Super User is a question and answer site for computer enthusiasts and power users. Join them; it only takes a minute:

Sign up
Here's how it works:
  1. Anybody can ask a question
  2. Anybody can answer
  3. The best answers are voted up and rise to the top

I have several sheets wherein I need to ensure and validate that all the 'numbers' (values) within predetermined ranges are actually numbers. We can assume that all numeric values are valid. The ranges however are not exactly predetermined, since the are re-populated daily with new data imports so that will mean more rows - however the starting cell reference, O3 is expected to always be the same.

Currently I am using COUNT(O3:BB1740) and COUNTA(O3:BB1740) and then finding the difference between the two values (if the difference is not zero it indicates that there is data within the range that is not numeric).

This method seems hackish to me so I am looking for a reasonable alternative.

  • If possible, how would I isolate and identify the invalid value (I know I can loop though each cell but I am looking for a non-macro approach if possible)

(It would be awesome if there was a IsNumber function for ranges)

share|improve this question
up vote 3 down vote accepted

A more elegant way is to use an array formula. This will return TRUE if every number in range is a number or FALSE if range contains non-numbers or blanks.


To isolate the non-number values in the range you can apply Conditional Formatting using a similar formula.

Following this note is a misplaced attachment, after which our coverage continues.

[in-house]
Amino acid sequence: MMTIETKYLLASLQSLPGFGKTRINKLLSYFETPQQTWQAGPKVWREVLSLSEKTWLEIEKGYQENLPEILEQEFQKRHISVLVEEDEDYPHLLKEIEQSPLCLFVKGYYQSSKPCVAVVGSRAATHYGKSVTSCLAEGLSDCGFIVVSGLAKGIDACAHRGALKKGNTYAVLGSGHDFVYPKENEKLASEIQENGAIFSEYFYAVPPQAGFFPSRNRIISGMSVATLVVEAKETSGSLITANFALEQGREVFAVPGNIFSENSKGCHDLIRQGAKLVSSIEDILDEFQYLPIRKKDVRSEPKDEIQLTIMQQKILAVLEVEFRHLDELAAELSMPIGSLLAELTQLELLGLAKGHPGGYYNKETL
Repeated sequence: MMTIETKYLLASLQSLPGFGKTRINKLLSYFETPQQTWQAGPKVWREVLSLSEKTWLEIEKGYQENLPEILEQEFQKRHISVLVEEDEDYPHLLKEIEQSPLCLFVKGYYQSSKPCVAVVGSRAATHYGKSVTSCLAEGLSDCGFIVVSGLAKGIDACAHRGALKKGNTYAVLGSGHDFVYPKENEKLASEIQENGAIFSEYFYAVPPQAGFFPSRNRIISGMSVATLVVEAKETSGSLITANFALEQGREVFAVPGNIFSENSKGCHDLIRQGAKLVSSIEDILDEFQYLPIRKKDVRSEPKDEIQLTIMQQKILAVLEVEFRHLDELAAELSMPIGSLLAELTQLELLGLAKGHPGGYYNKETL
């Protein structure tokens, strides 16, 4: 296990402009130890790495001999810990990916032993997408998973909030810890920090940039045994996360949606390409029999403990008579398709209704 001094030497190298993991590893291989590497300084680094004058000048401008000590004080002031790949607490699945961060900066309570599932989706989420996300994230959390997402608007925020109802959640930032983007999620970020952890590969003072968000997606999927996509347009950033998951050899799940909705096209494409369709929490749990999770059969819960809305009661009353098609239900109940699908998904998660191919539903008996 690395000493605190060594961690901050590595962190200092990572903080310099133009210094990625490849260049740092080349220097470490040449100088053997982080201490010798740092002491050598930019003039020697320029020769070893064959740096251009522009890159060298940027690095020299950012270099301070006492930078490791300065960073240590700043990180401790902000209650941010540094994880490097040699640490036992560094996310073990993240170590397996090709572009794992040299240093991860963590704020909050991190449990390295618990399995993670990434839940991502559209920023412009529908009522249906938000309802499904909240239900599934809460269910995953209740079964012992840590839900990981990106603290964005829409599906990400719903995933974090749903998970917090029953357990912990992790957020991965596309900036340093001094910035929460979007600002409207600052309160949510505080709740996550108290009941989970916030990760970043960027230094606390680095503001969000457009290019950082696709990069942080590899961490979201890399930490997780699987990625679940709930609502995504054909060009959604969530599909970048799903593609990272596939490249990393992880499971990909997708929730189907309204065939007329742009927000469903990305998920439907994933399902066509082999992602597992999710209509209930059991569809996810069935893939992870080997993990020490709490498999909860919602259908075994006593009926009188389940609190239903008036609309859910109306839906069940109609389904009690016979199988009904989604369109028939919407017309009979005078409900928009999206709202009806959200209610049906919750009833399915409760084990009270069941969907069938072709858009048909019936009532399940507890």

Hint: To create an array formula, press Ctrl + Shift+ Enter instead of Enter when entering/editing the cell.

share|improve this answer
Is there any way to exclude blanks? – Ahmad Nov 18 '10 at 10:35
one issue, excel constantly complains about running out of memory when using this function. i do however have several sheets which uses this function... – Ahmad Nov 18 '10 at 13:45
@Ahmad: Not as simply. You could use a function that requires all numbers or blanks as input, such as GCD() in a formula like =ISNUMBER(GCD(range)) (not an array formula). It is shorter than your orignal idea but still 'hackish' :) – Mike Fitzpatrick Nov 18 '10 at 13:56
@Ahmad: I didn't notice your range was so large. I am surprised my first solution gives you memory errors but, given that it does, I wouldn't recommend my second GCD solution either. If your own solution is working then you should probably stick with it. – Mike Fitzpatrick Nov 18 '10 at 14:06
I'm not sure, but i guess that array formulas are volatile. What i did though was to run the formula from a macro for each sheet, but immediately remove it after I got the result. – Ahmad Nov 19 '10 at 8:19

You must log in to answer this question.

Not the answer you're looking for? Browse other questions tagged .